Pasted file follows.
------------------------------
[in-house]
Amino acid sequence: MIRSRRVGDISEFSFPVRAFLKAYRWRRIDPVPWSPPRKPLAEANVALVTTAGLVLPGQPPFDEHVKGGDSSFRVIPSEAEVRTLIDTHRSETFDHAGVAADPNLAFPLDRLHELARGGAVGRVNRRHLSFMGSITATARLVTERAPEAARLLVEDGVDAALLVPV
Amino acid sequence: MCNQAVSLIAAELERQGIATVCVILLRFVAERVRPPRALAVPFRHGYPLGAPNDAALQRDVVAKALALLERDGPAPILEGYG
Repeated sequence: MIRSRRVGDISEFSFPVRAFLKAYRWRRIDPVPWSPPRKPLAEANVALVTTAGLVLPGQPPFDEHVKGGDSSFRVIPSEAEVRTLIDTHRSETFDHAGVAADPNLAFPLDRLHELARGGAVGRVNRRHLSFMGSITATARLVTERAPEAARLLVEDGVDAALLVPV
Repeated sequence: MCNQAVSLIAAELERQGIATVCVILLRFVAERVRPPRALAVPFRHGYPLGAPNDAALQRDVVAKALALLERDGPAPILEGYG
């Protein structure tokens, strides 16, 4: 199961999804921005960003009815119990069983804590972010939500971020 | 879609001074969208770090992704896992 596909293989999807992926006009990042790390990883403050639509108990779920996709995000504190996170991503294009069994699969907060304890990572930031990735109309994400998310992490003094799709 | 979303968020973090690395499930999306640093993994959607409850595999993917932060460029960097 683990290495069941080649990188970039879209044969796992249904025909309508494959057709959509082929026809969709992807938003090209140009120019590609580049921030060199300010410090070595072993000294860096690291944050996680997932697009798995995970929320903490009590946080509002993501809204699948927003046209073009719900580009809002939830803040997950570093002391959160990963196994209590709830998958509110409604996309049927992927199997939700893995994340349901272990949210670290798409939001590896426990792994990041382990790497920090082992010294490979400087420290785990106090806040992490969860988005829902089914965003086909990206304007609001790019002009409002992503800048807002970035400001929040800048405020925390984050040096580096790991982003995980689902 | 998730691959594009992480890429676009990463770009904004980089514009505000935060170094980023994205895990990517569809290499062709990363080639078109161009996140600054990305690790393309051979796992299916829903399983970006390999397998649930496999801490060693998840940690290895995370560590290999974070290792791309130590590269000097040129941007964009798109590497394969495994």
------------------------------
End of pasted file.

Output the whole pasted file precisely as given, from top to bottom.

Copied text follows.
[in-house]
Amino acid sequence: MIRSRRVGDISEFSFPVRAFLKAYRWRRIDPVPWSPPRKPLAEANVALVTTAGLVLPGQPPFDEHVKGGDSSFRVIPSEAEVRTLIDTHRSETFDHAGVAADPNLAFPLDRLHELARGGAVGRVNRRHLSFMGSITATARLVTERAPEAARLLVEDGVDAALLVPV
Amino acid sequence: MCNQAVSLIAAELERQGIATVCVILLRFVAERVRPPRALAVPFRHGYPLGAPNDAALQRDVVAKALALLERDGPAPILEGYG
Repeated sequence: MIRSRRVGDISEFSFPVRAFLKAYRWRRIDPVPWSPPRKPLAEANVALVTTAGLVLPGQPPFDEHVKGGDSSFRVIPSEAEVRTLIDTHRSETFDHAGVAADPNLAFPLDRLHELARGGAVGRVNRRHLSFMGSITATARLVTERAPEAARLLVEDGVDAALLVPV
Repeated sequence: MCNQAVSLIAAELERQGIATVCVILLRFVAERVRPPRALAVPFRHGYPLGAPNDAALQRDVVAKALALLERDGPAPILEGYG
């Protein structure tokens, strides 16, 4: 199961999804921005960003009815119990069983804590972010939500971020 | 879609001074969208770090992704896992 596909293989999807992926006009990042790390990883403050639509108990779920996709995000504190996170991503294009069994699969907060304890990572930031990735109309994400998310992490003094799709 | 979303968020973090690395499930999306640093993994959607409850595999993917932060460029960097 683990290495069941080649990188970039879209044969796992249904025909309508494959057709959509082929026809969709992807938003090209140009120019590609580049921030060199300010410090070595072993000294860096690291944050996680997932697009798995995970929320903490009590946080509002993501809204699948927003046209073009719900580009809002939830803040997950570093002391959160990963196994209590709830998958509110409604996309049927992927199997939700893995994340349901272990949210670290798409939001590896426990792994990041382990790497920090082992010294490979400087420290785990106090806040992490969860988005829902089914965003086909990206304007609001790019002009409002992503800048807002970035400001929040800048405020925390984050040096580096790991982003995980689902 | 998730691959594009992480890429676009990463770009904004980089514009505000935060170094980023994205895990990517569809290499062709990363080639078109161009996140600054990305690790393309051979796992299916829903399983970006390999397998649930496999801490060693998840940690290895995370560590290999974070290792791309130590590269000097040129941007964009798109590497394969495994």